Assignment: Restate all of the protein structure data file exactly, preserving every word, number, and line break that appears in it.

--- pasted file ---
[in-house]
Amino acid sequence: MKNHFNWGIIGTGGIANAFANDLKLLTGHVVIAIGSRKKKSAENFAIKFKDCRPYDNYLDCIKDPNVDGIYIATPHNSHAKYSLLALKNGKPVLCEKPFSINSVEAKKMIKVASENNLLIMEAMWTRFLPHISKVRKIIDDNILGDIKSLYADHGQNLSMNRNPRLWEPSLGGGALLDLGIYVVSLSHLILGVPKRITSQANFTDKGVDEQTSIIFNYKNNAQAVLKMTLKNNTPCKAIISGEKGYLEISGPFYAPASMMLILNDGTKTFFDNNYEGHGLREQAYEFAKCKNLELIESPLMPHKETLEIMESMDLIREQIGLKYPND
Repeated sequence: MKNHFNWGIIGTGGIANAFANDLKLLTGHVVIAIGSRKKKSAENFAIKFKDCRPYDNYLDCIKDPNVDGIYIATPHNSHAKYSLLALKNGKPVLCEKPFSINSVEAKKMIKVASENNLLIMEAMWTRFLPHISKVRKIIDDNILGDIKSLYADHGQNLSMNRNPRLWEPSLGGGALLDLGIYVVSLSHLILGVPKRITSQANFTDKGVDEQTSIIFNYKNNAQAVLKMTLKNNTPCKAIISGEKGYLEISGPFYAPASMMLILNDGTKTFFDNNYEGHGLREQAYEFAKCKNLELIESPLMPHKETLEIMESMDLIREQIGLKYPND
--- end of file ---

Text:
[in-house]
Amino acid sequence: MKNHFNWGIIGTGGIANAFANDLKLLTGHVVIAIGSRKKKSAENFAIKFKDCRPYDNYLDCIKDPNVDGIYIATPHNSHAKYSLLALKNGKPVLCEKPFSINSVEAKKMIKVASENNLLIMEAMWTRFLPHISKVRKIIDDNILGDIKSLYADHGQNLSMNRNPRLWEPSLGGGALLDLGIYVVSLSHLILGVPKRITSQANFTDKGVDEQTSIIFNYKNNAQAVLKMTLKNNTPCKAIISGEKGYLEISGPFYAPASMMLILNDGTKTFFDNNYEGHGLREQAYEFAKCKNLELIESPLMPHKETLEIMESMDLIREQIGLKYPND
Repeated sequence: MKNHFNWGIIGTGGIANAFANDLKLLTGHVVIAIGSRKKKSAENFAIKFKDCRPYDNYLDCIKDPNVDGIYIATPHNSHAKYSLLALKNGKPVLCEKPFSINSVEAKKMIKVASENNLLIMEAMWTRFLPHISKVRKIIDDNILGDIKSLYADHGQNLSMNRNPRLWEPSLGGGALLDLGIYVVSLSHLILGVPKRITSQANFTDKGVDEQTSIIFNYKNNAQAVLKMTLKNNTPCKAIISGEKGYLEISGPFYAPASMMLILNDGTKTFFDNNYEGHGLREQAYEFAKCKNLELIESPLMPHKETLEIMESMDLIREQIGLKYPND